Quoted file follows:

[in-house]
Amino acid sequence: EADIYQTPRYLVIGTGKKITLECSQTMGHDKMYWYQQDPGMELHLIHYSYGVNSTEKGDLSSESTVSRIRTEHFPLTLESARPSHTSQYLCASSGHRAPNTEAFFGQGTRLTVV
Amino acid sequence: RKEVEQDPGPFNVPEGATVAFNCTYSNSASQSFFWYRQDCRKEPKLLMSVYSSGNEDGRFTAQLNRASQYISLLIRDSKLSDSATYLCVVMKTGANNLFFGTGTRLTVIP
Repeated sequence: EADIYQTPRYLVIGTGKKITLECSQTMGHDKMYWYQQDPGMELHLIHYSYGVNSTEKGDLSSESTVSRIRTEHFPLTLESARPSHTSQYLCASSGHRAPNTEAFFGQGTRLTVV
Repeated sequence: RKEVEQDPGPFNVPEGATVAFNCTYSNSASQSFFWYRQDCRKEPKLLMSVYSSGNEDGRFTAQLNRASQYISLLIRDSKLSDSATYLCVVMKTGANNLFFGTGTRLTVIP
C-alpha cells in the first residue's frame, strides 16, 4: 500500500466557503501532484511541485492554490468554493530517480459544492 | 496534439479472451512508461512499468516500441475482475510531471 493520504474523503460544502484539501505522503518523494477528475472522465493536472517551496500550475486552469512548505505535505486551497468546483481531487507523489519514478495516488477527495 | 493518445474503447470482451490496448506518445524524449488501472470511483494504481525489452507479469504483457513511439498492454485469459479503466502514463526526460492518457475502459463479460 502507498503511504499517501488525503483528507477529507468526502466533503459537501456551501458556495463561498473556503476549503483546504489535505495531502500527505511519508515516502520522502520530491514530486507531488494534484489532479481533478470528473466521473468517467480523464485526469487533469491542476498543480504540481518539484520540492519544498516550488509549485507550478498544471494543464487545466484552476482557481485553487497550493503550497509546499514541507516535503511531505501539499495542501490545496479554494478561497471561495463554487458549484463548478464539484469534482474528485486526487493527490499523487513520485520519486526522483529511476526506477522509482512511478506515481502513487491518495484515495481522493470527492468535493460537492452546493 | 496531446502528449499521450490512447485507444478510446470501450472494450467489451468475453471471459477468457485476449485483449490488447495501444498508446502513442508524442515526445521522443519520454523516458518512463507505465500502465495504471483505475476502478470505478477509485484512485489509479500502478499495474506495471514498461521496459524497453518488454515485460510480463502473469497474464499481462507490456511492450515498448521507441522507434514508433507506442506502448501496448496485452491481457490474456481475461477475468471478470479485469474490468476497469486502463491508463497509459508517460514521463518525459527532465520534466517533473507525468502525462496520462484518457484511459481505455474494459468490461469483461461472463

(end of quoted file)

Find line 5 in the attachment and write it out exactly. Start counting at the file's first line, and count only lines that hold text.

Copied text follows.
Repeated sequence: RKEVEQDPGPFNVPEGATVAFNCTYSNSASQSFFWYRQDCRKEPKLLMSVYSSGNEDGRFTAQLNRASQYISLLIRDSKLSDSATYLCVVMKTGANNLFFGTGTRLTVIP